The question hangs in the air for an instant.
“This is a long story,” Hellene Rajak said in her soft voice. “Yabus is not the first time I would experience a bomb.”
Her memories go back many years before the 2011 bombings that forced SIM to evacuate from Southern Blue Nile.
Rajak, head teacher for the newly relocated Sudan Interior Church Doro Secondary School, remembers a childhood in Eastern Equatoria punctuated by the sweeping runs of Sudanese government MiG bombers and the explosions of bombs falling near her home.
She also remembers packing her belongings, saying goodbye to her family and walking for days to reach a northern Uganda refugee camp.
Because she wanted an education – and the bombing made it difficult to continue.
Love of learning
Rajak loves learning. She knows how much it has cost her – and she’s all too aware of how much it has cost her students. It is under the leadership of instructors like her that the new Doro Secondary School will hope to flourish.
SIM established the school in 2008. It hires Sudanese teachers who are God-fearing, well educated and are willing to serve in any situation. Missionaries also serve in different capacities.
Teaching wasn’t always in Rajak’s plans. In that camp though, she had her first experience teaching in a classroom – and hasn’t looked back since. “I found it very fascinating,” she said.
The daughter of a farmer, her love of agriculture began when she was 7 years old, tending her small plot of nursery school plants. Now, she has plans. Plans to establish a garden on the developing school campus – and maybe even have some livestock for the students to care for.
It’s one of many things Rajak hopes can be accomplished.
“I enjoy being with the students in the class,” she said. “I feel that I also benefit a lot, because I teach them and I also teach myself.”
Change of plans
When Hiakie Hegui looks out over the unpopulated land, he doesn’t see empty space, he sees potential – another step needed to help mold the future of South Sudan.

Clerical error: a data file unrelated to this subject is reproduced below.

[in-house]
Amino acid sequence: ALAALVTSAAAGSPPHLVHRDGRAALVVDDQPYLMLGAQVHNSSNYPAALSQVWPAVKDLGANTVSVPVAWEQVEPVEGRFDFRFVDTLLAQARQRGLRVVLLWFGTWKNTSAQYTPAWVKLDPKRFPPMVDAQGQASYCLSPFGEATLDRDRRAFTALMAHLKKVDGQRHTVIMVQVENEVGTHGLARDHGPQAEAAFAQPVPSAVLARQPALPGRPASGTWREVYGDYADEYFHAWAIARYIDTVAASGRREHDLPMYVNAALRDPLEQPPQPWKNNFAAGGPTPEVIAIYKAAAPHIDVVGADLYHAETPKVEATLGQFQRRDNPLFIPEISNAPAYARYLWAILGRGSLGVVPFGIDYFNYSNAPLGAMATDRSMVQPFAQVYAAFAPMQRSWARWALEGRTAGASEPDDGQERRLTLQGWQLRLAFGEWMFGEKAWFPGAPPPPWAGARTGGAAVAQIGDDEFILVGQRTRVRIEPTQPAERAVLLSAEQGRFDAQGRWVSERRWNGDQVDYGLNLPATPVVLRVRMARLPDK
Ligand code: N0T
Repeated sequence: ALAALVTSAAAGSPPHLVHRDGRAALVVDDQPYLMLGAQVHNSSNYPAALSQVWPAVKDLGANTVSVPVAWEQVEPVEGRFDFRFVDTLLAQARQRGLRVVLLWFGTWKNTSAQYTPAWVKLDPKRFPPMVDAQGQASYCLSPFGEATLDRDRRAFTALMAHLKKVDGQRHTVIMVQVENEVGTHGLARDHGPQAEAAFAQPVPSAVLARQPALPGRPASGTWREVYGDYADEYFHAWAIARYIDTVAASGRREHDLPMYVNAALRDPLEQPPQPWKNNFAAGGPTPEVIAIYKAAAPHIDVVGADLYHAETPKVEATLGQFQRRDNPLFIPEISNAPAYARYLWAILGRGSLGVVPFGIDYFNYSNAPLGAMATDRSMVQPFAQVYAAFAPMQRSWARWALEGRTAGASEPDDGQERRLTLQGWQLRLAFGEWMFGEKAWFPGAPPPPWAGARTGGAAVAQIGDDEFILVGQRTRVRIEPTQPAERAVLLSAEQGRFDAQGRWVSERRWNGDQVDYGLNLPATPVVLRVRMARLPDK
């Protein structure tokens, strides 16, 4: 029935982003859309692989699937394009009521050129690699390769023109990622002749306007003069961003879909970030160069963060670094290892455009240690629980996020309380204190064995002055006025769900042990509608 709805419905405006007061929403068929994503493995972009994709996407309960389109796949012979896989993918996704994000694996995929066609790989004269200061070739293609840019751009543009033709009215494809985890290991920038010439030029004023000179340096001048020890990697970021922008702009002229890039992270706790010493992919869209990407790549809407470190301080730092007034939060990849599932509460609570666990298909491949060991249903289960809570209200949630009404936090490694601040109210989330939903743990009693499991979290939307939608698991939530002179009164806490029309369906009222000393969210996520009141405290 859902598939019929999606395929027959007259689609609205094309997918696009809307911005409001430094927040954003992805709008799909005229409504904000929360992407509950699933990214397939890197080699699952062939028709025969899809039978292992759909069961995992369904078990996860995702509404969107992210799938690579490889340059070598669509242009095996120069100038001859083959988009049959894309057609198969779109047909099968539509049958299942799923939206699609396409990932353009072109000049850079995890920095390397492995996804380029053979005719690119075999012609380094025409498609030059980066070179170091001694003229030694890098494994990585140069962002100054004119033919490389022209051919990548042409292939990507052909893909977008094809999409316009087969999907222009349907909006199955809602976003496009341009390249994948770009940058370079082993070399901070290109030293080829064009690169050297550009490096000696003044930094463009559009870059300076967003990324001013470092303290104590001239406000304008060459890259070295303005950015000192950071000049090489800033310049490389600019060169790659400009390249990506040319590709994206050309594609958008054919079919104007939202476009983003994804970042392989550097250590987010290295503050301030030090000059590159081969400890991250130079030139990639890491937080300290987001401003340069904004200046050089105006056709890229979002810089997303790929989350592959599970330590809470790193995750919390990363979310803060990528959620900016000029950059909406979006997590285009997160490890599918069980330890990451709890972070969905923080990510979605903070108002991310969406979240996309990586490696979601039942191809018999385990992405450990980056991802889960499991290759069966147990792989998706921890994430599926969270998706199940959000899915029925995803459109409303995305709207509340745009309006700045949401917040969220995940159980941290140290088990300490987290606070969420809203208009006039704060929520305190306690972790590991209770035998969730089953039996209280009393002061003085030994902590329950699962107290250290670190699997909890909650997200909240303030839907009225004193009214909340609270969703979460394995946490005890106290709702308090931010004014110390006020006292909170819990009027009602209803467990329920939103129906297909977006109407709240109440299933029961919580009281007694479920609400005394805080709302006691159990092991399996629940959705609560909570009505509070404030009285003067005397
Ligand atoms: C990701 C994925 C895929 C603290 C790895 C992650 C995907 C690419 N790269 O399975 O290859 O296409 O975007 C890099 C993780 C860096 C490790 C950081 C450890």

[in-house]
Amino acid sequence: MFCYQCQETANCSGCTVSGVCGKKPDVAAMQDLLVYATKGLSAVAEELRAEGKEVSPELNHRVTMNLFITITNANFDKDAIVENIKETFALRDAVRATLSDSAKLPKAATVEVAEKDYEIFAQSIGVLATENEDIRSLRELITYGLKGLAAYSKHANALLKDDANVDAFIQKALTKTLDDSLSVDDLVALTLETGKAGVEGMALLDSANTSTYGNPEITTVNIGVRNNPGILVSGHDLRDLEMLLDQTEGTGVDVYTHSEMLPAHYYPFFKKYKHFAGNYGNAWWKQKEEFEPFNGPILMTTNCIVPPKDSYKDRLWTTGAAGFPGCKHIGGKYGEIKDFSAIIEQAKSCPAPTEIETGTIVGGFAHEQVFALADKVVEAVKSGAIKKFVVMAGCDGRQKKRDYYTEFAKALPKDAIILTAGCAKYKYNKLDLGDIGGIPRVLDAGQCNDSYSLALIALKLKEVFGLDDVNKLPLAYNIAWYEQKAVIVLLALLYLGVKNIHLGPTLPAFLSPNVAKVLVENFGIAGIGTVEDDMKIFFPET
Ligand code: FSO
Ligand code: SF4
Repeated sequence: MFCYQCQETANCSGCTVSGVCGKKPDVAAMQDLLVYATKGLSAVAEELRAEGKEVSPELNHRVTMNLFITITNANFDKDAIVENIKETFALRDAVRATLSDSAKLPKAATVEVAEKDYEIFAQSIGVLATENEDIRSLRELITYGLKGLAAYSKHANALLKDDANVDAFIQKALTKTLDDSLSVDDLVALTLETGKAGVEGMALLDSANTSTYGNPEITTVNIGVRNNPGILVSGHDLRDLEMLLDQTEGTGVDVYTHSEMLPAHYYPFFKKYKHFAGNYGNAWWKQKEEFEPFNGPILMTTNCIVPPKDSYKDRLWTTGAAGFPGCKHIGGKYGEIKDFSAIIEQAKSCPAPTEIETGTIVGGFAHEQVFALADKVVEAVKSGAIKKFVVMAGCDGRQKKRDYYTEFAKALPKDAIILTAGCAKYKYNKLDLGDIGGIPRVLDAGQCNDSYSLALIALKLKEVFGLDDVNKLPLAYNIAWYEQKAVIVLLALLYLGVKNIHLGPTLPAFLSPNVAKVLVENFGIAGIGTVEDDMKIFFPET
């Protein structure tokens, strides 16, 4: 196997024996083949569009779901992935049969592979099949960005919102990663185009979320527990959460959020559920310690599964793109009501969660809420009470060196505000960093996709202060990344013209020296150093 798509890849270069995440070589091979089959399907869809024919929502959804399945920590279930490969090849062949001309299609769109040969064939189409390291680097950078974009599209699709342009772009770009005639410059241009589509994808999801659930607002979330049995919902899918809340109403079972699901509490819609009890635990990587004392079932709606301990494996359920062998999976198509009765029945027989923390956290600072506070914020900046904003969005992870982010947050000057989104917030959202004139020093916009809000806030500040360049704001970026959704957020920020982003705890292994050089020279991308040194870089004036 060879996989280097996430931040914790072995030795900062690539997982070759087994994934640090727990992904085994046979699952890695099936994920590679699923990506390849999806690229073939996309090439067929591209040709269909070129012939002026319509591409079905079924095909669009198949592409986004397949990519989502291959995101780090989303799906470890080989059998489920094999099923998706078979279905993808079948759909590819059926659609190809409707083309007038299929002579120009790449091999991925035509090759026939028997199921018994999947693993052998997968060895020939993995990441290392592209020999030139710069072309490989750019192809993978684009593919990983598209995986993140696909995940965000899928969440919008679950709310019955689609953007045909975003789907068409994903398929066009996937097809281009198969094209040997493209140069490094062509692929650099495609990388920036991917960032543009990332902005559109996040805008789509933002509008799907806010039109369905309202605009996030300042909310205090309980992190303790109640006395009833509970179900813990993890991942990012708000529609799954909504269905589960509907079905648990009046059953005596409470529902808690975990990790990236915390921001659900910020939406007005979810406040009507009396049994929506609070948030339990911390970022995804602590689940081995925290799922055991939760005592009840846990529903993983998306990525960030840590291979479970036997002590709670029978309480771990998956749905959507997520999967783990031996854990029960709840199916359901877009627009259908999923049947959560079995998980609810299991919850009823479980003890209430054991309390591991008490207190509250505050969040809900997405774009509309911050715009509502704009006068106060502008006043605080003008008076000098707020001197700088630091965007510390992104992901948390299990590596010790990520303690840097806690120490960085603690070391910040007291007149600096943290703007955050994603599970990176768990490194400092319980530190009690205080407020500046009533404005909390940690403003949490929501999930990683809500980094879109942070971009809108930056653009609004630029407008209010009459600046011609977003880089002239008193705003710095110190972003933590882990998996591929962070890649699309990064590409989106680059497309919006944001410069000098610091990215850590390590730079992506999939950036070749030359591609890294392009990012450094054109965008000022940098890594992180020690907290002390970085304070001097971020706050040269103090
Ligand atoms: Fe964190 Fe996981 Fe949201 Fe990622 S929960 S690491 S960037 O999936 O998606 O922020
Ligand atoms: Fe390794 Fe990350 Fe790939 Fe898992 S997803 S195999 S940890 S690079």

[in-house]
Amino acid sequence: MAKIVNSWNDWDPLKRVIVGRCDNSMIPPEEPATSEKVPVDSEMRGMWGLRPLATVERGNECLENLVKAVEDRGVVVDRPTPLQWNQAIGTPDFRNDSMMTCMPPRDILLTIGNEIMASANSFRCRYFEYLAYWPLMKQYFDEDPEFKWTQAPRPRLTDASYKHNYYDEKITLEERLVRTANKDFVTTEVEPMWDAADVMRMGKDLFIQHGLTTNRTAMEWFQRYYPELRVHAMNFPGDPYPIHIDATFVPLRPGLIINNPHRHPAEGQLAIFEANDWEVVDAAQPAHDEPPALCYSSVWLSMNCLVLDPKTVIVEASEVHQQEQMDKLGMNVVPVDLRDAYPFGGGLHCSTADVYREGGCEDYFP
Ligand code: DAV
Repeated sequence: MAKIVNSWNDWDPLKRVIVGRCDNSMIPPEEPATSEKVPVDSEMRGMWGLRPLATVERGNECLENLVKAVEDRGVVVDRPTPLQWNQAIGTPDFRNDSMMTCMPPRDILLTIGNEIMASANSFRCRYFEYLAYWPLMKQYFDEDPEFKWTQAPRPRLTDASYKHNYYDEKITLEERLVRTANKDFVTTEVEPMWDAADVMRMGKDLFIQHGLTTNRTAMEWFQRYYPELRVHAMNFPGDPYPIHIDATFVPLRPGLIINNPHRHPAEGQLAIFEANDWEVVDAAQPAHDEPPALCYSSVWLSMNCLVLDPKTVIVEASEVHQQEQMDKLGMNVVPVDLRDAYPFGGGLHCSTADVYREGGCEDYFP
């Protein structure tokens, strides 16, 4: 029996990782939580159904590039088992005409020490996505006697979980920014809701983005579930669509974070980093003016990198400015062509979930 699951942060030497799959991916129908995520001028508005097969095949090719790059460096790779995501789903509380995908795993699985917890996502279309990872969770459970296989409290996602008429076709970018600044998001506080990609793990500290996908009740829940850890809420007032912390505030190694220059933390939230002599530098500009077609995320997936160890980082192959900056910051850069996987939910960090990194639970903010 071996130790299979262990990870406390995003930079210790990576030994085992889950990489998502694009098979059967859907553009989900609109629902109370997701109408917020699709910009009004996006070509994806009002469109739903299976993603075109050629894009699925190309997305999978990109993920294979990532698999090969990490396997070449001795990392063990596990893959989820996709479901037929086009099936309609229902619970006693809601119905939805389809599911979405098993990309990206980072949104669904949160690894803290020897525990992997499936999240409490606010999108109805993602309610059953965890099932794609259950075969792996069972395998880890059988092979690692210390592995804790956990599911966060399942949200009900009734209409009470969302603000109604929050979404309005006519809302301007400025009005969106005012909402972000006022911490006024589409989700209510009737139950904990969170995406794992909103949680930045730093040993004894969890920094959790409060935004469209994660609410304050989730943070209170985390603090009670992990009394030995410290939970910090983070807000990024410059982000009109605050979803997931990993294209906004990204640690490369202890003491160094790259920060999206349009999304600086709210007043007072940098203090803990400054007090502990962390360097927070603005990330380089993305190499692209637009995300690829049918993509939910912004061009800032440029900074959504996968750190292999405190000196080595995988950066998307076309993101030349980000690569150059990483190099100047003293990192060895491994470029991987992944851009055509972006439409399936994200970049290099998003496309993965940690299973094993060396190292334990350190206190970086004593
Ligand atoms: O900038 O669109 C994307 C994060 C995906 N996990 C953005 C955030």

Hegui, director of the Doro Secondary School, thought he and his wife, Rangteigong, would serve their three-year term at Yabus. Just 10 days after they arrived though, they had to flee.
Although South Sudan gained its independence in July 2011, the referendum for the Southern Blue Nile people to decide on joining Sudan or South Sudan was never held. In September 2011, bombs from the north began to rain down on Yabus and other areas.
More than 100,000 refugees, including the school’s students, have been displaced to the Doro area of Upper Nile State. The school also relocated from Yabus to Doro.
Now, Hegui faces a new challenge: establishing the only English-language secondary school in Mabaan County. He will rely on the help of staff like Rajak and his wife, Rangteigong, as well as the knowledge acquired during a decade of running a high school in India.
The Doro school’s goal is to raise a God-fearing generation able to contribute to the development of their country, through quality education, leadership development and vocational skills training.
“We expect them to become leaders of their nation,” Hegui said. “We want them to learn not only books but to learn more about God.”
There is much to be accomplished before the school can really thrive – but the vision is there.
Hegui points out different areas around the 100- by 200-meter plot of land set aside for the school. Two classroom buildings, capable of holding up to 300 students total, will stand here. Over there, a chapel, dining hall and an office will be built.
A teachers’ housing compound has already been started; plans are in the works for four dormitories – two for men and two for women.
The physical buildings may not be the finished, but the foundation has been laid: with the leadership.
Rajak is realistic. She knows the difficulties firsthand, especially when South Sudan hasn’t even approved a curriculum (she has helped create a curriculum working off of the official Kenyan curriculum for time being). She knows the need for education is even greater in the Doro area than it was in Yabus.
Nevertheless, she’s ready for the challenge.
“I’m very excited to see it open,” she said.
Hegui has seen hardship in the past year and a half with the school’s relocation and slow progress in establishing a new base in Doro. But he still smiles thinking of all of the former students and potential enrollees clamoring for the doors to open.
“I’m happy if I can be a help to them,” he said. “I thank God for that.”